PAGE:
A small, rural county in Georgia is pushing back after election officials announced they were considering closing all but one of the local polling locations.
Lincoln County –– located northwest of August, just over 130 miles east of Atlanta –– is one of six counties in Georgia that has dissolved or restructured local election boards after the state's controversial election law was passed last year.
One of those reconfigured boards eliminated Sunday voting as an option, while several others kicked Democrats from serving on the boards.
"What's happening in Georgia with the dismantling of these county election boards is an extreme example of the national trend in Republican-controlled states to undermine local election officials," Jonathan Diaz, senior legal counsel at Campaign Legal Center, told CNN.
Activists in Lincoln are fighting back though, some even going door-to-door alerting neighbors to the pending changes and getting hundreds of signatures on petitions to keep the polling locations open.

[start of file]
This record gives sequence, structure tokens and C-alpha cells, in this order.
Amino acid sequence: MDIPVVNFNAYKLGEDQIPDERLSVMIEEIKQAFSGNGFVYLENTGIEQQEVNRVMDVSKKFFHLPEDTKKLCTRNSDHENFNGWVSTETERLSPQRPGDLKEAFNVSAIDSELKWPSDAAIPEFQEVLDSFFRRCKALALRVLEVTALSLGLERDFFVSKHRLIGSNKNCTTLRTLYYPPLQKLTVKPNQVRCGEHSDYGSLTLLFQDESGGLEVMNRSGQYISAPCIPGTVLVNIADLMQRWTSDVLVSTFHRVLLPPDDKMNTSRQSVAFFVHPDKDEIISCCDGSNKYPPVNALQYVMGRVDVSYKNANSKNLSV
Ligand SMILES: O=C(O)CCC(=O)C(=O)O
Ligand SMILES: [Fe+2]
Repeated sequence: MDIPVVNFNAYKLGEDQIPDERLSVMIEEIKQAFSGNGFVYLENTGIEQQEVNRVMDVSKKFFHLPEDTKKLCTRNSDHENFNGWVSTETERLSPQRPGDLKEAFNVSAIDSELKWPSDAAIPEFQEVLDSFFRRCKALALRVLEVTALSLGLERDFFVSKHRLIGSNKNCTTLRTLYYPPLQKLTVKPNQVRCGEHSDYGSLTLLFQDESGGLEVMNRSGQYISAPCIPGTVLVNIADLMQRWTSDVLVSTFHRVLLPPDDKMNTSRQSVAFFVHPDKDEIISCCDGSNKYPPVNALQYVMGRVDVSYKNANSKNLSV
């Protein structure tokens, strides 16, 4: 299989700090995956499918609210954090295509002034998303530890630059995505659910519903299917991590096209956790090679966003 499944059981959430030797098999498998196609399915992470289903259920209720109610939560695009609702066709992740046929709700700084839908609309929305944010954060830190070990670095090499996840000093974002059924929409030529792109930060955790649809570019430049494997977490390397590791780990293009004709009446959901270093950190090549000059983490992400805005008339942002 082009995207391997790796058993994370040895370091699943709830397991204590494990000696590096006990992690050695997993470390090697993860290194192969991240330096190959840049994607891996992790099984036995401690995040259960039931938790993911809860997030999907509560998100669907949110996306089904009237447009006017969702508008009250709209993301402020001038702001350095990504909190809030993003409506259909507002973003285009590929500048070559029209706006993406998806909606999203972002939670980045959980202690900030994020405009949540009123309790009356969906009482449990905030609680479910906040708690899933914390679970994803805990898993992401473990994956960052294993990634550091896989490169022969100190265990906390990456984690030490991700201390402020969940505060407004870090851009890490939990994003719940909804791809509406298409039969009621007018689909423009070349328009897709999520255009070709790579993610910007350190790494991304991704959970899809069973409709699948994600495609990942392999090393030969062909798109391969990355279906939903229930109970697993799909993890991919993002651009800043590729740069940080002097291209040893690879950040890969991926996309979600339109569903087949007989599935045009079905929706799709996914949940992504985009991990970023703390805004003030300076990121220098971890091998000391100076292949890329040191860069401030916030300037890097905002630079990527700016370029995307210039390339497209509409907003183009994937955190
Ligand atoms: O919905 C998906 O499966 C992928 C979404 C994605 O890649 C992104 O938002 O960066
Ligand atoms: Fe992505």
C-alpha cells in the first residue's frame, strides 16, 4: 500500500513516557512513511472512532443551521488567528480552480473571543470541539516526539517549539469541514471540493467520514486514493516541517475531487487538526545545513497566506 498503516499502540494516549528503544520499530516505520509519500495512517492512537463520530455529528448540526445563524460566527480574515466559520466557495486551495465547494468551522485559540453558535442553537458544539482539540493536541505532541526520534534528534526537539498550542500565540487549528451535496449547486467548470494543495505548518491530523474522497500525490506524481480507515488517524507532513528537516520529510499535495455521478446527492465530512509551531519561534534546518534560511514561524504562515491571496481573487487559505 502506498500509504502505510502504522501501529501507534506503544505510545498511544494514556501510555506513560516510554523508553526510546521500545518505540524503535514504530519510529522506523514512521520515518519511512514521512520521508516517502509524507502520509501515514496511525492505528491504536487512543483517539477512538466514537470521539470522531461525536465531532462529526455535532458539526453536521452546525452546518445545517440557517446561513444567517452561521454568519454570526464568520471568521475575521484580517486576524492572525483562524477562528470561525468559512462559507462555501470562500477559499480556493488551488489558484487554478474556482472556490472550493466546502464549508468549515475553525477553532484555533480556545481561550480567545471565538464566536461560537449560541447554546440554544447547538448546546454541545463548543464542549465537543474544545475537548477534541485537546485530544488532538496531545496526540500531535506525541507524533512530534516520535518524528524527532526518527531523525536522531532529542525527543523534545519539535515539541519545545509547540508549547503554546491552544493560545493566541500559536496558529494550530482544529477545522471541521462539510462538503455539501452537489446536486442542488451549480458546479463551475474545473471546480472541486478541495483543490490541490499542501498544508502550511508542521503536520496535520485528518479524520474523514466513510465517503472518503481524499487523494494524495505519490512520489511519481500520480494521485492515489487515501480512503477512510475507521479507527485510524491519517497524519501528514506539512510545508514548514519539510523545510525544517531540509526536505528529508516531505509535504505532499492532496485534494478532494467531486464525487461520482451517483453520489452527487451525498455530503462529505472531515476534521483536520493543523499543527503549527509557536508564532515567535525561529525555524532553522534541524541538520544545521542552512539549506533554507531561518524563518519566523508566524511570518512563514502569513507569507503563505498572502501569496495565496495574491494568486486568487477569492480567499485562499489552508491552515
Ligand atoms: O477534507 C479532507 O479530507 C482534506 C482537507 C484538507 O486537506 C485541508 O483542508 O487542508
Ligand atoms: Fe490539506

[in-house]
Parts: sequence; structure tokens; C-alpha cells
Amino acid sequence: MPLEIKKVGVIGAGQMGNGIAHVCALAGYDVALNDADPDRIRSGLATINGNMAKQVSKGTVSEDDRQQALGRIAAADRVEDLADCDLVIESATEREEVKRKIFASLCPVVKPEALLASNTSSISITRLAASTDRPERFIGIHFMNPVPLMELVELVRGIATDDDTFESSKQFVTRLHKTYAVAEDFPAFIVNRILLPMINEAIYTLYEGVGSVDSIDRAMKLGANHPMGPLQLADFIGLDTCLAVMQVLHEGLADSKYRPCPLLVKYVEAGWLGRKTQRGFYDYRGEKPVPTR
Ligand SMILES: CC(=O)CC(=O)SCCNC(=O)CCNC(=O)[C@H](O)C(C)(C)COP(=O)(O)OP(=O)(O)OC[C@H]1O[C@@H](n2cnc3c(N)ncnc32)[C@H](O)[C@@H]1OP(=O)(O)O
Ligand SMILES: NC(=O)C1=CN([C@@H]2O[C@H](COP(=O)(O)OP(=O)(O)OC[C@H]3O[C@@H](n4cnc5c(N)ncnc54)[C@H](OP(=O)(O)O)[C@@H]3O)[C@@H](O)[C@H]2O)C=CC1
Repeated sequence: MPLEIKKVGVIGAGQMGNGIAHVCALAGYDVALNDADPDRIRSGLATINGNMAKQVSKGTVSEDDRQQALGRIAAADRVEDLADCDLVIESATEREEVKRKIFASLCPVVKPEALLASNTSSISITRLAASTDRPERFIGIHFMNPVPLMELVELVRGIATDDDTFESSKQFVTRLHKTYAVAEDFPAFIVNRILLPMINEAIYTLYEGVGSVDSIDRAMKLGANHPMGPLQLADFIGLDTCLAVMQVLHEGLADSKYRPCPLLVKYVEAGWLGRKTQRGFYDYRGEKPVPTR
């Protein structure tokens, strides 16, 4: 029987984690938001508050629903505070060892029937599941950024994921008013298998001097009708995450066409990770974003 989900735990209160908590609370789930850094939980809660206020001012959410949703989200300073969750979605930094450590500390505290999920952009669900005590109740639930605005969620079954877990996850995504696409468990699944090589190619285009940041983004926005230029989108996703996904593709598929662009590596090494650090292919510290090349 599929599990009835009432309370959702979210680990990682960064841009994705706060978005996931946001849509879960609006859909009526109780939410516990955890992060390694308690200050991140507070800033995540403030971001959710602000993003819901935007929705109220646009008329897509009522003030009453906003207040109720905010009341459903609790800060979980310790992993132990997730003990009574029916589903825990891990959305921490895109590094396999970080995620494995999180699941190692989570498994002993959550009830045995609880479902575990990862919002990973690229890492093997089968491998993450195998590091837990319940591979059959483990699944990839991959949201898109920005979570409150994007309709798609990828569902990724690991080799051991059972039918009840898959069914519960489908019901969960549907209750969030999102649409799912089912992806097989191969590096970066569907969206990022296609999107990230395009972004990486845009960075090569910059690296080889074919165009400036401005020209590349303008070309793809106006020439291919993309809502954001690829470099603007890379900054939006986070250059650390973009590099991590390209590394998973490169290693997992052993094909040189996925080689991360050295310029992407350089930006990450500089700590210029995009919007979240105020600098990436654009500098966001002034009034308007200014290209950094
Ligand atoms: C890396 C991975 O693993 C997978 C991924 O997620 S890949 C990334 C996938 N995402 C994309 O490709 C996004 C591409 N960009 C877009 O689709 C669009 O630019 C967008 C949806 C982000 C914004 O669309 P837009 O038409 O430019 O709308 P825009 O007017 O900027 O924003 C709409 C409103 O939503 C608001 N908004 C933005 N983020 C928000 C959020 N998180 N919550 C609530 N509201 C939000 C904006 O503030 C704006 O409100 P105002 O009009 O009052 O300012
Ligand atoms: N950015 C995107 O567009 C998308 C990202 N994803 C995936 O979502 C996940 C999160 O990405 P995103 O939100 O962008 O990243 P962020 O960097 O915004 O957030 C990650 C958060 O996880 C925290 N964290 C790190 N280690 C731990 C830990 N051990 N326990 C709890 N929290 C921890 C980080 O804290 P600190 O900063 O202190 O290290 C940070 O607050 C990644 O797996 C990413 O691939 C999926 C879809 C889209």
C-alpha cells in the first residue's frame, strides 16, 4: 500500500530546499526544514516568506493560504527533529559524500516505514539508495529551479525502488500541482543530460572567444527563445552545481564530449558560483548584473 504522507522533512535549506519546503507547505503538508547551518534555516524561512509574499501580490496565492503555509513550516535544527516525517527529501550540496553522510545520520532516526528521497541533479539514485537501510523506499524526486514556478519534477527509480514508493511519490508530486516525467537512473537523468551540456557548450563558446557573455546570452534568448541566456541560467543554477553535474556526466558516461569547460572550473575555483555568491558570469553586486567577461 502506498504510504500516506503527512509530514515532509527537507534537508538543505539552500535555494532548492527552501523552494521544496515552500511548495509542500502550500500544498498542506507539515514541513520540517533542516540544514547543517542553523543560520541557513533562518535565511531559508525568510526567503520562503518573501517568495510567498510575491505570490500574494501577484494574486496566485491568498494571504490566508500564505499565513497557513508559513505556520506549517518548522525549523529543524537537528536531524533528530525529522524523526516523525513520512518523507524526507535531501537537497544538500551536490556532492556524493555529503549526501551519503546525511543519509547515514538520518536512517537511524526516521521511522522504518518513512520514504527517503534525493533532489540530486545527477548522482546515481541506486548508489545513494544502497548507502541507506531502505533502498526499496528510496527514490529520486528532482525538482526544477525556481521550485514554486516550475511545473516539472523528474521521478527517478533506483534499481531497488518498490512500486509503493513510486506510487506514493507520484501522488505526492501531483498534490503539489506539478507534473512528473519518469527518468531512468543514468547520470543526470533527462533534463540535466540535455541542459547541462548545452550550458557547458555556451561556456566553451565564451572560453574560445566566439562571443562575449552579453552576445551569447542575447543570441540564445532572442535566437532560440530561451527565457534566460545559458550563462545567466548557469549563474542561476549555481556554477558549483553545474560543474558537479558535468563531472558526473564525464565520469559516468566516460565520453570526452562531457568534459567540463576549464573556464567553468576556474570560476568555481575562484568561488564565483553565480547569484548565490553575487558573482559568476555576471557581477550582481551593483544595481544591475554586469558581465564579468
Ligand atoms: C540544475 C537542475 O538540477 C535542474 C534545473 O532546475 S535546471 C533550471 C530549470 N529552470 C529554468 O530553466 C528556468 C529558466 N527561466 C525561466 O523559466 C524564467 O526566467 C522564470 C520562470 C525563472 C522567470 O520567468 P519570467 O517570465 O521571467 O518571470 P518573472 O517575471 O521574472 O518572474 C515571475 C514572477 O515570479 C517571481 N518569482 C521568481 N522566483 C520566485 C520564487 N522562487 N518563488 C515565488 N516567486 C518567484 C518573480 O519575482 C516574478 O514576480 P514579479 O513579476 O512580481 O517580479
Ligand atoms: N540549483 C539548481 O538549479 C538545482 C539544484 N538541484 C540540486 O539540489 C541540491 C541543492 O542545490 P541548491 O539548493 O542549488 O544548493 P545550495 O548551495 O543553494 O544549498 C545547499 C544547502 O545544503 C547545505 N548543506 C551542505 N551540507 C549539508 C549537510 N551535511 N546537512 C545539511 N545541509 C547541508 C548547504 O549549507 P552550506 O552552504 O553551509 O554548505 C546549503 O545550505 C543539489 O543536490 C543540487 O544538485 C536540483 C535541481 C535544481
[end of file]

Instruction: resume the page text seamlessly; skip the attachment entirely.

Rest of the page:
"We should be making voting more accessible," Rev. Denise Freeman, one of the activists working to fight the polling closures, told CNN. Republican election officials defended the closures citing outdated locations don't allow for social distancing, and there's not enough poll workers or equipment to go around to each site.
Freeman says that with the polling location closures, many people would have to travel upwards of 20 miles to vote at the proposed central location. Without reliable public transportation, Freeman says the closures seem "like they only want a select group of people to vote."
On Wednesday (January 19), the board delayed a vote on the matter to verify signatures on the petitions collected by Freeman and other voting rights groups.
Georgia emerged as a battleground state during 2020's election, flipping blue and sending two Democratic senators the Washington, D.C.
With the midterm elections coming up and as the Senate failed to get two federal voting protections acts passed, local level fights like the one in Lincoln are becoming critical to breaking barriers to the ballot.